Mike, it was the first that you mentioned. We will consolidate the results, we will see the full revenue and cost of sales and then the profitability will be split 52, 48 on the bottomline.
And then also just with regards to the first year guidance and just thinking of the cadence to the year. Could you just give us a little more color on the timing of product introductions and how that's impacting kind of, I guess, the first quarter, second quarters spilt?
Glad to do that, Mike. On the first quarter, one of the changes that we made over the last few years is lengthening some product lifecycles, and you can see that playing out well for our business. Part of that includes the XR Irons, which were launched in Q1 of 2015 and had a phenomenal year.
XR was the number one selling iron models and Callaway returned to being number one in that important category for us. We won't have as big a launch of irons in Q1 of this year, so you will see a little shift in timing there. But we anticipate that we'll make that up in the sell-through season in the second half of the year.
And then just final question. I think on your prepared remarks, Chip, you commented just on the new XR 16 Driver and had some more comfort with, I guess, market share gains in the year ahead. Could you just give us a little more, I guess, color on why you're so confident in that product?
Sure. First of all, real simply, it's just a fantastic product. We were able to partner with Boeing in terms of improving the overall aerodynamics of that product in a way that I think is a comparative advantage in the marketplace. You combined that with our internal expertise and we end up with something that I think is both fast and forgiving and will be differentiatingly positive in its performance for consumers.
We clearly have brand momentum. And so going into that category for next year, I expect that XR 16 Driver to do better than the predecessor products and I'm also optimistic on the Great Big Bertha Driver relative to its predecessor. So product team does a great job here. We have good brand momentum. And that's one of the areas within our core. I think you will see some continued progress.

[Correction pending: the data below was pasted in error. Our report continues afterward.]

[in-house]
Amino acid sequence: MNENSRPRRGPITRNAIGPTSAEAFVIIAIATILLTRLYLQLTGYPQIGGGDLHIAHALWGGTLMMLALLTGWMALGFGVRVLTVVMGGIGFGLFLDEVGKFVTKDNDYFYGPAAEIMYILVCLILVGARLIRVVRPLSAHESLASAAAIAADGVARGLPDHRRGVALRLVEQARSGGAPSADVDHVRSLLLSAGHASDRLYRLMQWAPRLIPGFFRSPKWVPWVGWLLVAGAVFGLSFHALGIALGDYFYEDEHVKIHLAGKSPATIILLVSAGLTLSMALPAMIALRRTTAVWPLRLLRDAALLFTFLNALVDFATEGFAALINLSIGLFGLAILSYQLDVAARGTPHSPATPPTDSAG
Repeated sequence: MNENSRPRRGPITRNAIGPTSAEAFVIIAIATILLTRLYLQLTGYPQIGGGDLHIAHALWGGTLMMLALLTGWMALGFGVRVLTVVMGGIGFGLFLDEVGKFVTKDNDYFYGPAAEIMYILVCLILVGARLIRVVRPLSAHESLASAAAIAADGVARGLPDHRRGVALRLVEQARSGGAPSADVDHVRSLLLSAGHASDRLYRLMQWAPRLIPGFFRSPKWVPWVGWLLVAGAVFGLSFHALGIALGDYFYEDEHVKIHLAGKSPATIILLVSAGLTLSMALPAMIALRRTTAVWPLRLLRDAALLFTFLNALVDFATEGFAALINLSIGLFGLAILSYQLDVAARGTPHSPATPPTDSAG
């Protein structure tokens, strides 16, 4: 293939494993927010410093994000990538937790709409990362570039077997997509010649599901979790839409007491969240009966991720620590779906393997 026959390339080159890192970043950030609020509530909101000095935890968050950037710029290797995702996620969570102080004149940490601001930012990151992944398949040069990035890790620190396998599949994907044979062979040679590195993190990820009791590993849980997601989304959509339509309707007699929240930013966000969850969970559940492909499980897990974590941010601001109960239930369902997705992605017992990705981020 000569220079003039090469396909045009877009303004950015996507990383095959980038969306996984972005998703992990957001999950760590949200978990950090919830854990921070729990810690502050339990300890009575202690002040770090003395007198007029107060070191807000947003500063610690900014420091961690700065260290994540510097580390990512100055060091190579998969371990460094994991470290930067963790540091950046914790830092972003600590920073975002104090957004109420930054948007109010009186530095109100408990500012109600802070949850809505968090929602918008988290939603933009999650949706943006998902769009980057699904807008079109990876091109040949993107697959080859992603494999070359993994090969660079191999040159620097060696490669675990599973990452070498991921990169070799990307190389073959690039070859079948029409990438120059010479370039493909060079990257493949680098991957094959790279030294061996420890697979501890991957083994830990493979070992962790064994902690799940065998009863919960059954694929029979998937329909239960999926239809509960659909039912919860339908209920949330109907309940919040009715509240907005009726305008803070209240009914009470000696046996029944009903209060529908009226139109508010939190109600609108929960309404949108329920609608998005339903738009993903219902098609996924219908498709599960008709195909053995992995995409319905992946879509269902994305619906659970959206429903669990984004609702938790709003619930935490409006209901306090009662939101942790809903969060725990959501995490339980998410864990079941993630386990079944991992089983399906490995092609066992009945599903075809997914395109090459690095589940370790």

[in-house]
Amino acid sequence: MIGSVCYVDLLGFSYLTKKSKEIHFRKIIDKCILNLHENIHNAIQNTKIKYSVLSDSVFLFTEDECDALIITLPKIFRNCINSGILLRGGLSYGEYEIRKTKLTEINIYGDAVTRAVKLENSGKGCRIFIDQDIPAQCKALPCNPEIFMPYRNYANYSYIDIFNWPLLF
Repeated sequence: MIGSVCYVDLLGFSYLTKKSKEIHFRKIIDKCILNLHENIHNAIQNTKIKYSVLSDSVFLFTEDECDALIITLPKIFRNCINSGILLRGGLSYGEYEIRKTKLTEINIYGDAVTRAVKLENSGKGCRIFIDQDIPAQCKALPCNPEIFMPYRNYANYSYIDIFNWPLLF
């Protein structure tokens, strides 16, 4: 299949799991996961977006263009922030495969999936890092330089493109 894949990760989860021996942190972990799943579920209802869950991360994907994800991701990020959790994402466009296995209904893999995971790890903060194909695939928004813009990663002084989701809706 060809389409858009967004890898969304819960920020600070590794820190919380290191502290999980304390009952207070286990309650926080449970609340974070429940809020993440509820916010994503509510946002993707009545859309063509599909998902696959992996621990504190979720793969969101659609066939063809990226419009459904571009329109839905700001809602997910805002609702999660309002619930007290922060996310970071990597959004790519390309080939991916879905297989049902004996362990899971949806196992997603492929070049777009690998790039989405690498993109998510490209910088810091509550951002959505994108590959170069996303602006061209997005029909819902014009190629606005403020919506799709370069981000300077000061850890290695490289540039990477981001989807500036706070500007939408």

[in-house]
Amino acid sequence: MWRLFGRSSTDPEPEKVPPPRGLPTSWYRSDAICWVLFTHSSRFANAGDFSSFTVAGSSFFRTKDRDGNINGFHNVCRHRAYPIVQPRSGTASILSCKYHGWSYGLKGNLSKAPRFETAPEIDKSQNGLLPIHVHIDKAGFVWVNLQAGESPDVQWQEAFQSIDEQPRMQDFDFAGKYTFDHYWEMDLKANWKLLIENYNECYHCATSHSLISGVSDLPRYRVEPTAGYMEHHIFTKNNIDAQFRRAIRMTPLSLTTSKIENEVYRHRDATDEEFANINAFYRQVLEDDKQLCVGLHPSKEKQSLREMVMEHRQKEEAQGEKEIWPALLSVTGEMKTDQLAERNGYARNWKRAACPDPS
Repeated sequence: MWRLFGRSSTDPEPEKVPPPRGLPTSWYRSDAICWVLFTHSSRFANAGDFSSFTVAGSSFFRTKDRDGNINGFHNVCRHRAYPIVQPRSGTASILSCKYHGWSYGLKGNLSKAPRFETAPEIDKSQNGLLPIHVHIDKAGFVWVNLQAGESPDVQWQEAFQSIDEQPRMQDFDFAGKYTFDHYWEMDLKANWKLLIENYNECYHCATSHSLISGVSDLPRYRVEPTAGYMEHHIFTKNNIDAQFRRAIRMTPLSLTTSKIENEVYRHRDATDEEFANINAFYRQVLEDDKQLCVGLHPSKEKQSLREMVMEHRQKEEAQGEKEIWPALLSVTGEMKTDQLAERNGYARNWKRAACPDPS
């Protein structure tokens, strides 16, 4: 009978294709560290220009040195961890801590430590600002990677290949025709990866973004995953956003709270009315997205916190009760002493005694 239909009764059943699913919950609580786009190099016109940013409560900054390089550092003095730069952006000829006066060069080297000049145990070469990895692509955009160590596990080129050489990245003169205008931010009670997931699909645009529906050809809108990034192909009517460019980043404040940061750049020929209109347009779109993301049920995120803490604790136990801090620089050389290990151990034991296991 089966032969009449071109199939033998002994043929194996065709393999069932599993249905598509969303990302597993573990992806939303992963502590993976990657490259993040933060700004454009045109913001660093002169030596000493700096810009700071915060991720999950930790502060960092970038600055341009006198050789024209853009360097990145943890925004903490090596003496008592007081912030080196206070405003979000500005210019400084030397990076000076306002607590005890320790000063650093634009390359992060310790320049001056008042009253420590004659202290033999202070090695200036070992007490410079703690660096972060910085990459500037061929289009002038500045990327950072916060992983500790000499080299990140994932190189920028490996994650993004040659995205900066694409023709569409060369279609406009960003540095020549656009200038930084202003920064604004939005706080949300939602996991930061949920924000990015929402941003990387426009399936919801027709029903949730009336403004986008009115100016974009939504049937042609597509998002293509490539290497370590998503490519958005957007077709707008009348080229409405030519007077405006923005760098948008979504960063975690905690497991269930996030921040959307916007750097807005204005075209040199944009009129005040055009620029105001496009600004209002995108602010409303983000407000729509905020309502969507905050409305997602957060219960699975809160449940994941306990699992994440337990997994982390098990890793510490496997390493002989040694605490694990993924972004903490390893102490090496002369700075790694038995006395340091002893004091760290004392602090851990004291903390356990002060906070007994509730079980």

Next question comes from the line of Scott Hamann with KeyBanc Capital Markets.
In terms of the gross margin, can you kind of give us a little bit of color around what's some of the big buckets? I mean, you highlighted the buckets, but just order of magnitude with what drove '15 and then what you anticipate it's going to look like for '16? It seems like there have been a lot of price and mix driving gross margin over the last couple of years. And I'm just curious if there is some additional buckets maybe on the operation side that Leposky is trying to hammer out there that might be something we quite haven't seen yet?
Scott, so speaking about gross margins on a full year basis, and we've talked about the currency-neutral improvement of about 500 basis points, its split between two major buckets. And the first bucket is, as you mentioned, sort of price and mix and the impact of us being less promotional, less discounting.
And the second bucket is the operational improvements. And I would say that on a full year basis, actually the majority, maybe two-thirds to three quarters of it is coming from the first category. We've got a lot of improvement relative to price and mix and discounting and so on, although a good third of it also came from operational improvements.